While Nanjing has direct flights to Frankfurt, Shanghai is a lot more affordable, and so the crazy travel route I am supposed to be on today is as follows:
– High-speed train from Nanjing South station to Shanghai Hongqiao Train Station
– Airport Bus from Hongqiao Airport to Pudong Int’l Airport
– Flight from Shanghai to Frankfurt
– Bus to Freiburg in the Black Forest
– Pick-up by my parents and taking train back to the little town they live in
– Walking up to their flat.
GRAND TOTAL: 30 hours on the road, the tracks or in the air.
It all started off with Nanjing South being suspiciously deserted. Instead of the throng of people waiting to pass through security, I simply stepped into the station and caught my train to Shanghai. That was easy.
Shanghai Hongqiao to Pudong Airport Bus – One Smooth Ride
The one thing I did not want to admit to myself is my bad Shanghai charma. Whenever I go there, everything goes wrong. Taxi lines are one hour long, metro ticket machines stop working the minute I step up to them and nine times out of ten I get completely lost; I, who prides herself on a great sense of direction and orientation skills. It’s as if Shanghai is just constantly showing me a slender, fashionably manicured middle finger (probably because I will tell anyone who will listen that I prefer Beijing).
As I knew that almost certainly something would not go smoothly, I booked my train to arrive 4.5 hours prior to my departure from the international airport. My boss gave me the exact instructions on where to find the airport bus, and indeed I managed to locate it without a problem; only to be told that it had just left 1 minute ago. I’m not making this up, it literally left at 7.30pm and I found myself staring up at the mocking red numbers on the display flashing 7.31 in my exasperated face.
So I had to wait for half an hour for the next bus. To make matters worse, the security guard already warned one of my fellow passengers that although the bus usually takes one hour there will almost certainly be loads of traffic and it will take longer. Suddenly my cosy three hours check-in time had shrunk to a less comfortable two hour window; if nothing else went wrong.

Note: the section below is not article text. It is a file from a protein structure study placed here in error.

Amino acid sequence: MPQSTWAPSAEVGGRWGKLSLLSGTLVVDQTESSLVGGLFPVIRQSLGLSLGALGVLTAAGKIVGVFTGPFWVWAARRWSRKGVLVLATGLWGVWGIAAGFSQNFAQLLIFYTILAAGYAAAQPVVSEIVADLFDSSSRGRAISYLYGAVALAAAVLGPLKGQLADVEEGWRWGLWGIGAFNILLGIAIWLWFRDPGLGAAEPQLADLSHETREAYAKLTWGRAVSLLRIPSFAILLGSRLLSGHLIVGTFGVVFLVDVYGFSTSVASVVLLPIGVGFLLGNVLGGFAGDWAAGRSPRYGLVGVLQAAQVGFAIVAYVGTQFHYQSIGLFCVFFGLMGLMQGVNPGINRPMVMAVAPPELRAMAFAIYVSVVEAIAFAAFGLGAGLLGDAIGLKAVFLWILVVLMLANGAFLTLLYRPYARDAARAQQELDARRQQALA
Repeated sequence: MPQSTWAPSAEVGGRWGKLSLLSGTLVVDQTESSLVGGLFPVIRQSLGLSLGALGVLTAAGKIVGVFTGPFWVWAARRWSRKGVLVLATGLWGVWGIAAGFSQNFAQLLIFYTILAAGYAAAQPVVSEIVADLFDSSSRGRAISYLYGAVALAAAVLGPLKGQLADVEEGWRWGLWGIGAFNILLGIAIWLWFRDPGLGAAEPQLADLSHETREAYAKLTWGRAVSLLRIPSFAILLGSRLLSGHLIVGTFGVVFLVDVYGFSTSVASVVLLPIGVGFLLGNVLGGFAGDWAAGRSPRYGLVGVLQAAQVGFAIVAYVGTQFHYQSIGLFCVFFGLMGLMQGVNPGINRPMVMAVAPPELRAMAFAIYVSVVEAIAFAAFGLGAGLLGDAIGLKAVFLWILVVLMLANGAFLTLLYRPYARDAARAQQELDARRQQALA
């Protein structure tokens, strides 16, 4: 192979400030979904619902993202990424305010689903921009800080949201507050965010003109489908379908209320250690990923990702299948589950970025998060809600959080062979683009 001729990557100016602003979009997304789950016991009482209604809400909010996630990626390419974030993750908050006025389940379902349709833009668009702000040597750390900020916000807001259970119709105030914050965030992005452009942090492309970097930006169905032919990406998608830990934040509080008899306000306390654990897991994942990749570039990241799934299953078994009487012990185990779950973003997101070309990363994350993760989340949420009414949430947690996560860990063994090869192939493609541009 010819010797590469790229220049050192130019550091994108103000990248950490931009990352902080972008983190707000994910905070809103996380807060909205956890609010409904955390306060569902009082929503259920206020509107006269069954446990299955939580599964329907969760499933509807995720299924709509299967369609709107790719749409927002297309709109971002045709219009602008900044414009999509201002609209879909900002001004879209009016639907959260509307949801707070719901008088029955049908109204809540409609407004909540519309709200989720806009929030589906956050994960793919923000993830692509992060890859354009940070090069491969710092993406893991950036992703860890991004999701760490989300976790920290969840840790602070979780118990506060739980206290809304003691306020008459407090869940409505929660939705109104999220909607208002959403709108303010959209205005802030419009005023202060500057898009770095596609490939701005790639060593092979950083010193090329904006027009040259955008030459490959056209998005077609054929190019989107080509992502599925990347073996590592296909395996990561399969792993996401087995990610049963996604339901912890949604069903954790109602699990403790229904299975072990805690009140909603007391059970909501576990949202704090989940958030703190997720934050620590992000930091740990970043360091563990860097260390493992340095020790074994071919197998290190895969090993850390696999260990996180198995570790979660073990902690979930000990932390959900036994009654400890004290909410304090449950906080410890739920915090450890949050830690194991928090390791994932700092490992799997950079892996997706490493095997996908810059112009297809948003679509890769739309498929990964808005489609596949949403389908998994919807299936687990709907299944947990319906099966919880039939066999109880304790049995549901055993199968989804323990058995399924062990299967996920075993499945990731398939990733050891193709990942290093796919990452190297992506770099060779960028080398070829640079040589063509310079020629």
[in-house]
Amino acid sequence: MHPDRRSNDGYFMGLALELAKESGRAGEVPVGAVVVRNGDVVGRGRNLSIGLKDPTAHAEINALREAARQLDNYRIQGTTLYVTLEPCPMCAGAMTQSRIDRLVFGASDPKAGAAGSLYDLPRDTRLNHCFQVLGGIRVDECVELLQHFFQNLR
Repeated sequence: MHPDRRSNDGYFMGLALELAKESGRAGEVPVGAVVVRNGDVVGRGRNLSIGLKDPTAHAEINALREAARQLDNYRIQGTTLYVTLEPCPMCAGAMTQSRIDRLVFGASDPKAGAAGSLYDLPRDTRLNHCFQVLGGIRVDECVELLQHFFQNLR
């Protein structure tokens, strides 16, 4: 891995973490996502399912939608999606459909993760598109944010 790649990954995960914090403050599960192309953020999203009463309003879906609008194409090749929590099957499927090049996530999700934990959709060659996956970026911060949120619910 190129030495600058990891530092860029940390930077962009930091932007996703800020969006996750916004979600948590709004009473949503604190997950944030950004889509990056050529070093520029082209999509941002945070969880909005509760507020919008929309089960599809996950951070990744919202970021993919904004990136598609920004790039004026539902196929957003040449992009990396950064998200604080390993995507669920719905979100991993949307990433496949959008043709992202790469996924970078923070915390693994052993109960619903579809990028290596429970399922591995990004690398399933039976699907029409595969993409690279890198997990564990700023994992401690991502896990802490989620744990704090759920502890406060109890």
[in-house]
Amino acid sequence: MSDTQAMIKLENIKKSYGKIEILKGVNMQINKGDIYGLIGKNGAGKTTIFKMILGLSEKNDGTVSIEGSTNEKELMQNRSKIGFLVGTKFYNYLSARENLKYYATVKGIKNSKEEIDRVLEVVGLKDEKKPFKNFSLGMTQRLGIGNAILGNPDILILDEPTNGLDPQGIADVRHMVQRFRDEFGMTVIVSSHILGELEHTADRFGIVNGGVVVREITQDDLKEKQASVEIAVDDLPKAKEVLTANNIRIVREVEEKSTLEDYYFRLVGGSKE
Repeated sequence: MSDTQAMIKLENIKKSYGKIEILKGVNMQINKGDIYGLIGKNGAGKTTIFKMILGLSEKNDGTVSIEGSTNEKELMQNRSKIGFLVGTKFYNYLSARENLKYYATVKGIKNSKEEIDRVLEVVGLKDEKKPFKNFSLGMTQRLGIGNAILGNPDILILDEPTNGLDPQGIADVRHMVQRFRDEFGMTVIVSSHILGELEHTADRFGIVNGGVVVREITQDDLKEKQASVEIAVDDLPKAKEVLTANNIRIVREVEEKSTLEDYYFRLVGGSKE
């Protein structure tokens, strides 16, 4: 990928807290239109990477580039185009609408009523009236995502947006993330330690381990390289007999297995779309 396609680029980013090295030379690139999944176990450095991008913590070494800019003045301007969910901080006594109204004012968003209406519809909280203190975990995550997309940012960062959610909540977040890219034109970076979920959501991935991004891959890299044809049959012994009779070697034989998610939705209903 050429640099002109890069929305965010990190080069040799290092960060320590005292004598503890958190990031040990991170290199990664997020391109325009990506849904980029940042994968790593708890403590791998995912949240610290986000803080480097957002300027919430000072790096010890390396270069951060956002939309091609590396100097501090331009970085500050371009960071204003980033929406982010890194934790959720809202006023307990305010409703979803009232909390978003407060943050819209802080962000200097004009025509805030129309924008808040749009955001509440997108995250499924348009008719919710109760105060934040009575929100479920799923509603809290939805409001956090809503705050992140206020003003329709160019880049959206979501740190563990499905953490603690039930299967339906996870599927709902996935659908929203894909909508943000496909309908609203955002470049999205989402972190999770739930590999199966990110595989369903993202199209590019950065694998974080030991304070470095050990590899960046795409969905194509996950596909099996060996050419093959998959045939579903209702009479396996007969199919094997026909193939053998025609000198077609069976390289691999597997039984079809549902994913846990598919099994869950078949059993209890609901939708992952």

I hope for Shanghai’s sake it doesn’t or I will turn into a She-Hulk of unprecedented proportions. That would just be the right Christmas gift; missing my flight to Germany. Let’s hope Santa is in the area and I’m not on his naughty list.
As I get on the bus I see more mocking red numbers showing the time; just to rub it in. Great. So I will be spending the entire 1 plus traffic jam hours staring at these numbers. To add salt to the wound, the woman selling the tickets just announced that sometimes it might take 4 to 5 hours for the bus to arrive. Splendid.
I am wishing I hadn’t bought those items on Amazon now; I was getting too cocky in assuming I would actually make it to Germany. Damn you, Shanghai!
My dinner is a bottle of coke. I had some petty change left but deducting the money for the bus, petty change was exactly ¥8. Also, as I arrive at the airport bus stop there is only a vending machine with drinks, no food in sight. Coke it is, then. All the sugar is not helping my high-strung self calm down either. Time for some music.
I get sick writing or reading on buses, or doing anything involving screens of any kind. But if I don’t type I won’t stop staring at those red digits and convince myself I have the ability to control time and just make the clock stop (I’m sure it’s because I stopped time, not because the batteries died.)
So, the choice is chuck up or break under the pressure of the almighty clock that decides over life or death – of the countless mince pies my mum is baking in my honour. Sure, THEY would love me to miss my flight, so I won’t eat them.
I just looked up – big mistake – while we are currently still moving at slow speed, there is a sea of cars out there, that is just waiting to come to a complete still stand at any given time. Coke is now making my hands shake. The bus driver almost ran over another vehicle. I will have a heart attack. I’m sure of it now.
Shanghai brings out the worst in me. Like my paranoiac tendencies. I clearly remember placing my big, red suitcase in the compartment below. Yet, somehow I have managed to convince myself that I left it at the station. Or a thief with particularly low self-esteem walked by and decided to steal the old, non-brand, torn-up piece of junk. Yes, that’s what happened. Logically.
I am forcing myself to close my eyes and sit here listening to music. It is quite an effort, as the red little digits from hell are calling to me “Glance at us. We are all shiny and red.” NO! I shall resist!
Oh dear. Coke dinner is now making me want to pee. I knew there was something I didn’t consider with my fancy dinner option. Also, the fizziness is combining with the spicy chili oil I had during lunch to create a grumbling volcano in my stomach. Soiling your pants in public – now there’s a funny story. In China, such occurrences are always just a stone throw away.